Workers Need a Better Choice

No one should be forced to choose between taking care of a sick child and a paycheck. No one should have to decide between going to work with the flu and not having enough money to pay rent.

Yet in Connecticut many workers face these dilemmas every single day, torn between taking care of themselves or a loved one and making ends meet.

This isn’t just an issue of fairness. It’s also a public health matter.  Too often a sick child is sent to school because their parents either can’t afford to lose a day’s pay or worse yet, lose their job.  Another potential result: the illness spreads to classmates and teachers.

In 2011, Connecticut was the first state in the nation to pass a paid sick days law. The law only covered a narrow segment of service sector workers in companies with more than fifty employees. Nonetheless, this bill established our state as a national leader in labor rights, recognizing that workers should not face these difficult choices.

Being the first, however, meant we were breaking new ground without the benefit of data that would demonstrate the impact on businesses.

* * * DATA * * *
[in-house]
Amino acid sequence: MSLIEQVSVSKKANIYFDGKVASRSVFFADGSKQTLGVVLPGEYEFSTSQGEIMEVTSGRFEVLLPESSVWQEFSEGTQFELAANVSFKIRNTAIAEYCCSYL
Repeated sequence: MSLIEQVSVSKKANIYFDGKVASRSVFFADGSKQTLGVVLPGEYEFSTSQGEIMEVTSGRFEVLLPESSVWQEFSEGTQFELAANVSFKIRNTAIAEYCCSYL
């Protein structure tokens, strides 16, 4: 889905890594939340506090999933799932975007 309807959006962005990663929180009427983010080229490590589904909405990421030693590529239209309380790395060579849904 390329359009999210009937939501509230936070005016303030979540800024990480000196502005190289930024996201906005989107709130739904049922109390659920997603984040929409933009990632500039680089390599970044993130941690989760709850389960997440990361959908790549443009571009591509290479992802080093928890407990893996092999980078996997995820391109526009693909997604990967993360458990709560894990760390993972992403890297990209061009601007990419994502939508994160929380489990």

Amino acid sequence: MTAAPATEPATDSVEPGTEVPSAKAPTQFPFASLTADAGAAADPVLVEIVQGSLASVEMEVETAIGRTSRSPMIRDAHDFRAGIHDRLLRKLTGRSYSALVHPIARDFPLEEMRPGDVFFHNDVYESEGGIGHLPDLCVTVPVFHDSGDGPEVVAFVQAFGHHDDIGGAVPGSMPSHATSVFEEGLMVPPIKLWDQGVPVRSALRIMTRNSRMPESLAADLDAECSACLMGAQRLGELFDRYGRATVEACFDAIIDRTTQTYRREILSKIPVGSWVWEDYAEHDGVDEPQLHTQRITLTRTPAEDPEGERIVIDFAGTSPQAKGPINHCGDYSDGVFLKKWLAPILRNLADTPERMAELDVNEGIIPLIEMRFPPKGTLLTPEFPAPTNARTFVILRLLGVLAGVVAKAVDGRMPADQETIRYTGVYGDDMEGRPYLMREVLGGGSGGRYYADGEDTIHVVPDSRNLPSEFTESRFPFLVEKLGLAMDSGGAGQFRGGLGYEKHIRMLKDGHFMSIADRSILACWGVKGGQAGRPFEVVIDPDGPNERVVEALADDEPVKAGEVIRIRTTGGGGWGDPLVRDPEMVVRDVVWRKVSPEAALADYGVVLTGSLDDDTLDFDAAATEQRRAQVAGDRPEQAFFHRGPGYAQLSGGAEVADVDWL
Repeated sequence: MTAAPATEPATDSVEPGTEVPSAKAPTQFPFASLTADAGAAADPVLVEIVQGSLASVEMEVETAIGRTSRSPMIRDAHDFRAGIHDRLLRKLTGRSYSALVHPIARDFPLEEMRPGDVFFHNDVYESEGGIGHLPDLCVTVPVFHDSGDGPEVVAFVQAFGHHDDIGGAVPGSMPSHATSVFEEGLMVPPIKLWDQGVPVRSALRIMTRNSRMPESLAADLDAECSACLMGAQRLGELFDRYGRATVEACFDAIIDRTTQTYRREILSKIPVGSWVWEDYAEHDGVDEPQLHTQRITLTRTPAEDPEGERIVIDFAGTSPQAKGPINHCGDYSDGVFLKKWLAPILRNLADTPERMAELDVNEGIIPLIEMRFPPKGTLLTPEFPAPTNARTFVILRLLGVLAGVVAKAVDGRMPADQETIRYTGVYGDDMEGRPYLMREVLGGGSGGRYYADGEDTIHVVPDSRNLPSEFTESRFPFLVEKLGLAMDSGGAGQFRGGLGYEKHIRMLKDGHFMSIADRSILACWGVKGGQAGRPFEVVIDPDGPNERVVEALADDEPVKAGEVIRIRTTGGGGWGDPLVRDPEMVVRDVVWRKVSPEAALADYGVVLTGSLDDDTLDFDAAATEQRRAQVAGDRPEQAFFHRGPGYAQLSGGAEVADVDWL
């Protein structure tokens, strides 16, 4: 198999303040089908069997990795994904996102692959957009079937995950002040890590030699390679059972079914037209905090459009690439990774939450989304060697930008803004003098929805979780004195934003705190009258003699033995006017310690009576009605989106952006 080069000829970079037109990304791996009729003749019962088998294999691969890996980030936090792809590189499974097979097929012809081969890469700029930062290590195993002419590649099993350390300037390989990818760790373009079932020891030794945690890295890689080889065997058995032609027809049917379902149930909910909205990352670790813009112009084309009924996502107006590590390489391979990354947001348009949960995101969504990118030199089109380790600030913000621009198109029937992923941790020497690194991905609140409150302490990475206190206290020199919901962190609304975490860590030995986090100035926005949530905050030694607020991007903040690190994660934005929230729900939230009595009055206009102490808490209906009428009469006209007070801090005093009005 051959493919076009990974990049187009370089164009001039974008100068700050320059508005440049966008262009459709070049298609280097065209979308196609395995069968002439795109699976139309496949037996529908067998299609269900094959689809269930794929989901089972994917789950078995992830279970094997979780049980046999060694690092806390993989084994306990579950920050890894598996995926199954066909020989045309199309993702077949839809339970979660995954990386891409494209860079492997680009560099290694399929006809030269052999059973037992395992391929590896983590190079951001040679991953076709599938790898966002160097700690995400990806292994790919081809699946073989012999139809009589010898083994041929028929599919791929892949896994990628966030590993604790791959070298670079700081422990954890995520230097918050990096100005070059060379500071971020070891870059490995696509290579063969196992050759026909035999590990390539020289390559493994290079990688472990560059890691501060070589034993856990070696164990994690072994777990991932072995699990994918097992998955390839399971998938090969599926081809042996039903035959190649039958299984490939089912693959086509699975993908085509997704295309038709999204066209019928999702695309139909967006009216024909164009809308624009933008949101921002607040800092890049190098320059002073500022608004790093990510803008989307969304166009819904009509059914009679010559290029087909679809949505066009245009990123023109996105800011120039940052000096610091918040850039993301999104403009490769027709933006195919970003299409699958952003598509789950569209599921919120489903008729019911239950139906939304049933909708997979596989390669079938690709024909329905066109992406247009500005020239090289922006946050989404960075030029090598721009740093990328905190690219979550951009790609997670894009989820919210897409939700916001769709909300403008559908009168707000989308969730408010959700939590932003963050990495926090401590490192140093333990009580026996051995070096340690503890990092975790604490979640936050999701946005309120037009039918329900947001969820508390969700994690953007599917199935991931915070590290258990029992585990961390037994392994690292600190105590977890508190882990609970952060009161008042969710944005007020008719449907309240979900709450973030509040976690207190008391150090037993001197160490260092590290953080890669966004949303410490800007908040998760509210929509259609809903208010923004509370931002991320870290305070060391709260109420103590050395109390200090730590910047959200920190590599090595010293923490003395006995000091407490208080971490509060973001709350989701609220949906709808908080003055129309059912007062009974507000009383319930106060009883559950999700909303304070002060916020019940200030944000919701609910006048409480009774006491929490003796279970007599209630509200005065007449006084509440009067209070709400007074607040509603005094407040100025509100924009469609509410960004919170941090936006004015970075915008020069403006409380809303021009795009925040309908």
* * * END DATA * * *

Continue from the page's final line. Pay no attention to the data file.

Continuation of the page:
As a result, the statute was limited. Only 12% of Connecticut employees are covered under our existing paid sick days law. Although many businesses offer paid sick days, or paid time off (PTO) , too many Connecticut workers can’t afford to get sick. It is time for the Legislature to expand the coverage and make sure this is no longer the case.

We know that businesses can afford to do it, because other states have passed paid sick days legislation following Connecticut’s lead. Each of these bills covers a larger share of workers; New York, New Jersey, Colorado, and New Mexico include all workers. In each of these states, the impact on businesses has been negligible, and workers have thrived. Employees no longer must make the choice between buying groceries or taking care of a sick child.

Last year, the State Senate voted in support of SB1178 a bill that would have expanded paid sick day to cover nearly all private sector employers and employees. It also would have increased the rate at which employees accrued the leave, The legislative session, however. closed before the bill came before the House of Representatives.

As Chair of the Labor and Public Employees Committee, my priority this session will be to ensure that every worker in Connecticut is eligible for up to 40 hours of paid sick time each year. We need this. Our families need this. Let’s get it done.

First elected in 2018, State Senator Julie Kushner (24th State Senate District) represents Ridgefield’s northern half, Danbury, and a portion of New Fairfield.

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